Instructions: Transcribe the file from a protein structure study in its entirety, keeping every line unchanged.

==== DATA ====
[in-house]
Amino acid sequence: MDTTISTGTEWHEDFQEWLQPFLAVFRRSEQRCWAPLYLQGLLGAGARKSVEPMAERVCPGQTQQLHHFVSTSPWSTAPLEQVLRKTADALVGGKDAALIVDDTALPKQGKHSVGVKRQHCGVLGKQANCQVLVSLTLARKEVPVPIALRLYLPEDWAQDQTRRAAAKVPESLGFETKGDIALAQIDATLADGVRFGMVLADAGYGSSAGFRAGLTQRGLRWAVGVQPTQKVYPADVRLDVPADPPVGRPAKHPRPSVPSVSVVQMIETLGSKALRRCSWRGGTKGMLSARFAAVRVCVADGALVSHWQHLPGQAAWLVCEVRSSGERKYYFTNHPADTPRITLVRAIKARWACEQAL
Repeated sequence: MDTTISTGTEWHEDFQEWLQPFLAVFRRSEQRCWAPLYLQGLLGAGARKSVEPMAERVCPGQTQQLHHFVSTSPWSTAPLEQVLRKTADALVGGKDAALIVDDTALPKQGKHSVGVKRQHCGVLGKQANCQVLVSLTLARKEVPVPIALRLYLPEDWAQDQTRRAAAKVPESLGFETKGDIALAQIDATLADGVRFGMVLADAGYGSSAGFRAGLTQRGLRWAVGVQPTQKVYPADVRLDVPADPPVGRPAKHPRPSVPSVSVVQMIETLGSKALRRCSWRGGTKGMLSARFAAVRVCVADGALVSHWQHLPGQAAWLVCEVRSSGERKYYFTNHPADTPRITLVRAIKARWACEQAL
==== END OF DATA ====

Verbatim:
[in-house]
Amino acid sequence: MDTTISTGTEWHEDFQEWLQPFLAVFRRSEQRCWAPLYLQGLLGAGARKSVEPMAERVCPGQTQQLHHFVSTSPWSTAPLEQVLRKTADALVGGKDAALIVDDTALPKQGKHSVGVKRQHCGVLGKQANCQVLVSLTLARKEVPVPIALRLYLPEDWAQDQTRRAAAKVPESLGFETKGDIALAQIDATLADGVRFGMVLADAGYGSSAGFRAGLTQRGLRWAVGVQPTQKVYPADVRLDVPADPPVGRPAKHPRPSVPSVSVVQMIETLGSKALRRCSWRGGTKGMLSARFAAVRVCVADGALVSHWQHLPGQAAWLVCEVRSSGERKYYFTNHPADTPRITLVRAIKARWACEQAL
Repeated sequence: MDTTISTGTEWHEDFQEWLQPFLAVFRRSEQRCWAPLYLQGLLGAGARKSVEPMAERVCPGQTQQLHHFVSTSPWSTAPLEQVLRKTADALVGGKDAALIVDDTALPKQGKHSVGVKRQHCGVLGKQANCQVLVSLTLARKEVPVPIALRLYLPEDWAQDQTRRAAAKVPESLGFETKGDIALAQIDATLADGVRFGMVLADAGYGSSAGFRAGLTQRGLRWAVGVQPTQKVYPADVRLDVPADPPVGRPAKHPRPSVPSVSVVQMIETLGSKALRRCSWRGGTKGMLSARFAAVRVCVADGALVSHWQHLPGQAAWLVCEVRSSGERKYYFTNHPADTPRITLVRAIKARWACEQAL